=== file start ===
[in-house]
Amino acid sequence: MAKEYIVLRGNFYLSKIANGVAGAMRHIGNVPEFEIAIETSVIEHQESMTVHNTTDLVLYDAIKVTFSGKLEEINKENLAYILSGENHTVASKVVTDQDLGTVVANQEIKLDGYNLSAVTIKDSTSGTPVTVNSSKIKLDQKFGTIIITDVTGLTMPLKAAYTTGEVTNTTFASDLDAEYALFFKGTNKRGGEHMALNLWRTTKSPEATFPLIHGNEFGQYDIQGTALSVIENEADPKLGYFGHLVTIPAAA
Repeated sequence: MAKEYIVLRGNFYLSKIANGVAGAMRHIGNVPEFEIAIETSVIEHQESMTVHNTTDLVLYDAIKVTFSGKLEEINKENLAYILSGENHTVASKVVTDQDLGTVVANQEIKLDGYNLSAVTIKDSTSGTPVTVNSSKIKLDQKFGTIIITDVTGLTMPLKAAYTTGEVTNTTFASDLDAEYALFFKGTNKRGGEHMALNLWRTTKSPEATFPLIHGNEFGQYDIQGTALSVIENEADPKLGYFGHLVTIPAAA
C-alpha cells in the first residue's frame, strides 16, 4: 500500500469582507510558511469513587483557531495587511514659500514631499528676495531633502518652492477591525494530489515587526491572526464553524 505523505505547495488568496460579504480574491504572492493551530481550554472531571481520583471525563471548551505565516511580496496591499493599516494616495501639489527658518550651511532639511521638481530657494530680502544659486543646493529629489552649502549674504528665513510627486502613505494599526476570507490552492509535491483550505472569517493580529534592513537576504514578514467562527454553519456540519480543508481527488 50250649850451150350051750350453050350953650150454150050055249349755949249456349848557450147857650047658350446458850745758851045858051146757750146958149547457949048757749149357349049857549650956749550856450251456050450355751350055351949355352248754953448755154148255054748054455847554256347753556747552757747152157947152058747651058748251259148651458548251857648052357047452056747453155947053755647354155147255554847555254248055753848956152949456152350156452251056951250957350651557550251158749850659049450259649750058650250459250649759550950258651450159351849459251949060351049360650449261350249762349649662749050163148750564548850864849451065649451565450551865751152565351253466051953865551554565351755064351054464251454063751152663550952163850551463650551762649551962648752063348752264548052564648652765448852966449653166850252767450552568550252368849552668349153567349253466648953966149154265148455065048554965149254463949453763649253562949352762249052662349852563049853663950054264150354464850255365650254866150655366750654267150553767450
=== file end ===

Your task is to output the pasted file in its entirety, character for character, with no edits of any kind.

[in-house]
Amino acid sequence: MAKEYIVLRGNFYLSKIANGVAGAMRHIGNVPEFEIAIETSVIEHQESMTVHNTTDLVLYDAIKVTFSGKLEEINKENLAYILSGENHTVASKVVTDQDLGTVVANQEIKLDGYNLSAVTIKDSTSGTPVTVNSSKIKLDQKFGTIIITDVTGLTMPLKAAYTTGEVTNTTFASDLDAEYALFFKGTNKRGGEHMALNLWRTTKSPEATFPLIHGNEFGQYDIQGTALSVIENEADPKLGYFGHLVTIPAAA
Repeated sequence: MAKEYIVLRGNFYLSKIANGVAGAMRHIGNVPEFEIAIETSVIEHQESMTVHNTTDLVLYDAIKVTFSGKLEEINKENLAYILSGENHTVASKVVTDQDLGTVVANQEIKLDGYNLSAVTIKDSTSGTPVTVNSSKIKLDQKFGTIIITDVTGLTMPLKAAYTTGEVTNTTFASDLDAEYALFFKGTNKRGGEHMALNLWRTTKSPEATFPLIHGNEFGQYDIQGTALSVIENEADPKLGYFGHLVTIPAAA
C-alpha cells in the first residue's frame, strides 16, 4: 500500500469582507510558511469513587483557531495587511514659500514631499528676495531633502518652492477591525494530489515587526491572526464553524 505523505505547495488568496460579504480574491504572492493551530481550554472531571481520583471525563471548551505565516511580496496591499493599516494616495501639489527658518550651511532639511521638481530657494530680502544659486543646493529629489552649502549674504528665513510627486502613505494599526476570507490552492509535491483550505472569517493580529534592513537576504514578514467562527454553519456540519480543508481527488 50250649850451150350051750350453050350953650150454150050055249349755949249456349848557450147857650047658350446458850745758851045858051146757750146958149547457949048757749149357349049857549650956749550856450251456050450355751350055351949355352248754953448755154148255054748054455847554256347753556747552757747152157947152058747651058748251259148651458548251857648052357047452056747453155947053755647354155147255554847555254248055753848956152949456152350156452251056951250957350651557550251158749850659049450259649750058650250459250649759550950258651450159351849459251949060351049360650449261350249762349649662749050163148750564548850864849451065649451565450551865751152565351253466051953865551554565351755064351054464251454063751152663550952163850551463650551762649551962648752063348752264548052564648652765448852966449653166850252767450552568550252368849552668349153567349253466648953966149154265148455065048554965149254463949453763649253562949352762249052662349852563049853663950054264150354464850255365650254866150655366750654267150553767450